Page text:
Sunday 12 January 1997
Ockeghem: Masses `Au Travail Suis' & `De Plus En Plus'. Tallis Scholars/Peter Phillips (Gimell, CD only). The 500th anniversary of the death of Johannes Ockeghem is in February; though if anyone notices it amongst the anniversary celebrations for Schubert and Brahms that get under way at around the same time, I'll eat my metronome. Mid-15th-century Flemish polyphonists of modest output don't excite that much interest outside academia. But Ockeghem's small, exquisite oeuvre is original enough to rank him among the most fascinating creative minds of his time; and this recording of two lesser-known masses with the popular songs on which they're based is a timely introduction to his con- voluted brilliance. Beautifully sung, finely balanced, captured in a resonant but clean acoustic, this is a cappella choral singing at its best, and an entirely recommendable addition to the Renaissance treasure-trove already amassed by Peter Phillips. Michael White
Nate Dogg: G-Funk Classics, Vol 1 (MCA, CD/LP/tape). Ever since his nicely judged vocal contribution elevated Warren G's "Regulate" to the estate of global monsterhood, the album debut of serenader Nate Dogg has been awaited with keen interest. But this sumptuous coagulation of inflatable beats and honeyed vocal lines surpasses all expectation. Along with the world-conquering Fugees and the stunningly intricate Bone Thugs & Harmony, Nate Dogg seems to be leading the way to a new R'n'B era of unabashed musicality. On the beguilingly old-fashioned "Scared of Love" and the irresistible-despite-being-Snoop-Doggy-Dogg-accompanied "Never Leave Me Alone", he proclaims the age of the virtual barber-shop. Ben Thompson
Betty Carter: I'm Yours, You're Mine (Verve, CD only). It's difficult to imagine that at 66, and after a career of continual brilliance, the vocalist supreme could actually get any better, but here's the evidence. On a swoonable set of ballads, Carter sings less but makes it mean more, her sighing, dying fall of a voice (now deepened almost to tenor-sax register) flutters around the melodies briefly before leaving the superb band to get on with it. The title track in particular - a wordless scat over a pattern that sounds derived from Bach - is extraordinarily moving.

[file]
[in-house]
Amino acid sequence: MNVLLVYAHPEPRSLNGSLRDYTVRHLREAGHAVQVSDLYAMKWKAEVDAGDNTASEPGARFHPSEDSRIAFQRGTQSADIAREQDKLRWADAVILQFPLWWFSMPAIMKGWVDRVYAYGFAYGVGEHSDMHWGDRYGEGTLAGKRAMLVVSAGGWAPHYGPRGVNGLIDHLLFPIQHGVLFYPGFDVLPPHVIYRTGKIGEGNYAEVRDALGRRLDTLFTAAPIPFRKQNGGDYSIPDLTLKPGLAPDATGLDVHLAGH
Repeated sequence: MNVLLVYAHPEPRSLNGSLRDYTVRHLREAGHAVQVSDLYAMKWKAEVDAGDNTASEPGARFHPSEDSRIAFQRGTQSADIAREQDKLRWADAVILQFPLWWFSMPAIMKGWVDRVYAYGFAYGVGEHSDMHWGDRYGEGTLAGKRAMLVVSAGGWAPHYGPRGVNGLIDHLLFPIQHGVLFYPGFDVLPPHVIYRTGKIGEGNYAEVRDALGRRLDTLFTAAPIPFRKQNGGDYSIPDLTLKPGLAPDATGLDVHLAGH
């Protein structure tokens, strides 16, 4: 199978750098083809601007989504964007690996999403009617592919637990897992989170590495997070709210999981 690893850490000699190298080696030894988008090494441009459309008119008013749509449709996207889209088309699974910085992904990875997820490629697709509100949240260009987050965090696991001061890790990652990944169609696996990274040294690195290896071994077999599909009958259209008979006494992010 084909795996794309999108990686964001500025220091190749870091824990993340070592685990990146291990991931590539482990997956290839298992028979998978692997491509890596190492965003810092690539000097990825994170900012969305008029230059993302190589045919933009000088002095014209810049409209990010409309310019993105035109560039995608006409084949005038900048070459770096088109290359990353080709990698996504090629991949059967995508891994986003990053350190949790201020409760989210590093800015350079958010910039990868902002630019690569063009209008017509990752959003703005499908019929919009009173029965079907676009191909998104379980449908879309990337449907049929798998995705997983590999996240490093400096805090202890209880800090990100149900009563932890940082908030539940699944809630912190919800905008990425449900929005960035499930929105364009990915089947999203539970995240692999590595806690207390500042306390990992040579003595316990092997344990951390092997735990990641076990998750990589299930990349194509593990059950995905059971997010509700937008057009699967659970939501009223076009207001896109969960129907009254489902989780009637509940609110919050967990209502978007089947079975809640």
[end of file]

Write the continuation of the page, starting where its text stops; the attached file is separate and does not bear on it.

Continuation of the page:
Arts & Ents blogs
- 1 Snoop Dogg and Jared Leto buy a stake in Reddit as A-list invests $50m
- 2 Prince held a Facebook Q&A and this is the only question he answered...
- 3 'F*ck it, I quit': KTVA reporter Charlo Greene quits live on air in spectacular fashion
- 4 35,000 walrus gather on north-west Alaska beach 'for a rest'
- 5 A teacher speaks out: 'I'm effectively being forced out of a career that I wanted to love'
Thrill of the chaste: The truth about Gandhi's sex life
Tom and Jerry cartoons now carry a 'racial prejudice' warning on Amazon
Great British Bake Off, semi-final, review: Richard remains the baker to beat as Chetna begins to flake
'Before They Pass Away': Endangered communities photographed 'like Kate Moss'
'Offensive' Banksy immigration mural in Clacton is scrubbed from wall by council
Exclusive: 'Putin's Russia has been my biggest regret,' says Nato's outgoing Secretary General
The Osborne Ultimatum: Chancellor’s benefits freeze bombshell will affect ten million households
There’s no excuse for Dave Lee Travis’s behaviour, but we need to keep a sense of proportion
Mark Reckless becomes second Tory MP to defect to Ukip in a month
Should gay sex be illegal? 16% of Britons think so
Former Tory donor Arron Banks ups his Ukip donation to £1million following William Hague 'nobody' comment
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